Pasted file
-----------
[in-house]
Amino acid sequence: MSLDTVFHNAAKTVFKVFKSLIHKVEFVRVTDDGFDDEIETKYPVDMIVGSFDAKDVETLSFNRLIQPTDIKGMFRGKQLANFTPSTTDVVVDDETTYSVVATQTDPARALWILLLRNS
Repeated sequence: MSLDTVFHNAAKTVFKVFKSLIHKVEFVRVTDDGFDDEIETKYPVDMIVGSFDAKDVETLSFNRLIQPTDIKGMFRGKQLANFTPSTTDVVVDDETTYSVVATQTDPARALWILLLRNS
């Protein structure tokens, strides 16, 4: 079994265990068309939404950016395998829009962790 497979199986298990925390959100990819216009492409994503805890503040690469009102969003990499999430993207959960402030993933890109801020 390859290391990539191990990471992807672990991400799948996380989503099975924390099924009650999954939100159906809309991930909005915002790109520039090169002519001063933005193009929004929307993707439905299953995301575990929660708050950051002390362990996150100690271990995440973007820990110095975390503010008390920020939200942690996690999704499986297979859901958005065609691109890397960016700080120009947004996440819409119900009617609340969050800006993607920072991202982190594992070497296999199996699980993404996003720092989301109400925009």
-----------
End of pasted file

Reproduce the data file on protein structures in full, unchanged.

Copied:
[in-house]
Amino acid sequence: MSLDTVFHNAAKTVFKVFKSLIHKVEFVRVTDDGFDDEIETKYPVDMIVGSFDAKDVETLSFNRLIQPTDIKGMFRGKQLANFTPSTTDVVVDDETTYSVVATQTDPARALWILLLRNS
Repeated sequence: MSLDTVFHNAAKTVFKVFKSLIHKVEFVRVTDDGFDDEIETKYPVDMIVGSFDAKDVETLSFNRLIQPTDIKGMFRGKQLANFTPSTTDVVVDDETTYSVVATQTDPARALWILLLRNS
């Protein structure tokens, strides 16, 4: 079994265990068309939404950016395998829009962790 497979199986298990925390959100990819216009492409994503805890503040690469009102969003990499999430993207959960402030993933890109801020 390859290391990539191990990471992807672990991400799948996380989503099975924390099924009650999954939100159906809309991930909005915002790109520039090169002519001063933005193009929004929307993707439905299953995301575990929660708050950051002390362990996150100690271990995440973007820990110095975390503010008390920020939200942690996690999704499986297979859901958005065609691109890397960016700080120009947004996440819409119900009617609340969050800006993607920072991202982190594992070497296999199996699980993404996003720092989301109400925009």